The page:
Yes, David, creative fiction always opens up options for thinking of characters in different ways. But to real people in real checkout lines, we’re not dealing with literary characters, we’re dealing with actual human beings. And wouldn’t it be far more constructive for us to break out of our solipsistic hell for a moment and engage the humanity in front of us?

It may seem like a niggling point, but it actually goes to the heart of Wallace’s problem as a writer — the part that plays into his nagging feeling that he wasn’t capable of writing the kind of novel that he wanted to read. Whenever confronted with the difficulty of dealing with people in non-fiction projects or characters in his fiction, Wallace’s answer was to detach, to pay attention to the surface details of a situation or about the way a person acts. The result is often breathtaking — when you tune people out, it’s amazing what surface details you notice, some of them more profound than anything another human could tell you.

So, in my view of his career and life, Wallace was trapped inside his own head, forever creating fictions to make up for his inability to engage humanity or to let his characters breathe freely. But none of this bothered me while Wallace was alive because I saw it all as a part of his quest — part of his great appeal as a writer and thinker was his willingness to push ideas to the breaking point, then to regroup and try something else. Eventually, I thought, Wallace is going to figure this out.

Sadly, he didn’t. And so we never had the pleasure of reading the enlightened, wise David Foster Wallace, only the brilliant, striving Wallace. And so our culture yearns for other writers who can deliver this kind of wisdom — which I believe is the best argument for why Michel de Montaigne is having “his moment” right now.

Montaigne never attempted to write anything as big and ambitious as David Foster Wallace — but maybe that’s why his wisdom has stood the test of time. In his essay “On Books,” Montaigne writes about his literary influences and gave us a rare glimpse into his thought process. The text sets up some very interesting contrasts with Wallace’s style and method. One big difference between the two writers is that Montaigne, from the start, well understood his limitations:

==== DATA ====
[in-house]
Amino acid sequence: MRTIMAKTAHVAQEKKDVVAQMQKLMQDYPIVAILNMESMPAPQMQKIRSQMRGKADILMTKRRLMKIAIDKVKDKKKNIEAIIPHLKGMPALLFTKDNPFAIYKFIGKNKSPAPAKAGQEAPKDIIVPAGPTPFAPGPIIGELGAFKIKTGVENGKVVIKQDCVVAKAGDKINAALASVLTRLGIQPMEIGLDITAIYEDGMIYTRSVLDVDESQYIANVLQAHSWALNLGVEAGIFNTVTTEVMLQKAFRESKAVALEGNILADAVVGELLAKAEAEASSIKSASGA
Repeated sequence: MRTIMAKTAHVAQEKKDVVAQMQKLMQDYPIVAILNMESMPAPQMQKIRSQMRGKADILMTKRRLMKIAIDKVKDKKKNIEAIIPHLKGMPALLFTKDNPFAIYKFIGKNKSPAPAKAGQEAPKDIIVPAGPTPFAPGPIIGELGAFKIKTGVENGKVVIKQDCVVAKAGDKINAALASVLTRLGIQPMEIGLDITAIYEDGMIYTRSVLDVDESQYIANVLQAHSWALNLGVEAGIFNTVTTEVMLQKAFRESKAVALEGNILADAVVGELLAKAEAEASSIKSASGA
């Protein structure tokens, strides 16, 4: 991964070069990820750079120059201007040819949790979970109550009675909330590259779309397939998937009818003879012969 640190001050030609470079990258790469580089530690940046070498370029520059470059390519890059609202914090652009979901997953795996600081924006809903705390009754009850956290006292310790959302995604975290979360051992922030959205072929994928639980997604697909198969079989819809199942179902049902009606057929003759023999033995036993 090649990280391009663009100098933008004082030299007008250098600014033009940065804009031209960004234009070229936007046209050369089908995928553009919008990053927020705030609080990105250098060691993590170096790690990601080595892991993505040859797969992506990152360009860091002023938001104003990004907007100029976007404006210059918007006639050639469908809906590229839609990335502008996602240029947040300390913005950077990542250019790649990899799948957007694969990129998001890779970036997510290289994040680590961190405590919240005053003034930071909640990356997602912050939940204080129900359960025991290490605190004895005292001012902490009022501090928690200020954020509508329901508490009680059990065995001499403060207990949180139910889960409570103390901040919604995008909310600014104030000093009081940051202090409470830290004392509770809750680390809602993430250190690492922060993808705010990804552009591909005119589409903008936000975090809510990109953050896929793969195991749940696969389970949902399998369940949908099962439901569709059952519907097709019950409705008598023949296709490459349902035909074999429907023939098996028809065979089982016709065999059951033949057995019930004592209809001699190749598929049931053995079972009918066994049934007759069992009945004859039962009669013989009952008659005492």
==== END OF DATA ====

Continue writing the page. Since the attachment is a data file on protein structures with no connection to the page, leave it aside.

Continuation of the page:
Do not linger over the matter but over my fashioning of it. Where my borrowings are concerned, see whether I have been able to select something which improves my theme: I get others to say what I cannot put so well myself, sometimes because of the weakness of my language and sometimes because of the weakness of my intellect.

While Wallace felt obliged to plunge into his topics and attain a certain level of expertise before he could write, Montaigne just needed enough information to pique his interest and inspire him to assay the matter:

I often happen to talk of things which are treated better in the writings of master-craftsmen, and with more authenticity. What you have here is purely an assay of my natural, not at all of my acquired, abilities …. Perhaps I shall master that matter one day; or perhaps I did do so once when Fortune managed to bring me to places where light is thrown on it. But I no longer remember anything about that. I may be a man of fairly wide reading, but I retain nothing.

One of Wallace’s last obsessions was the belief that we should not give in to boredom but should find something sacred in it. Montaigne believed the opposite: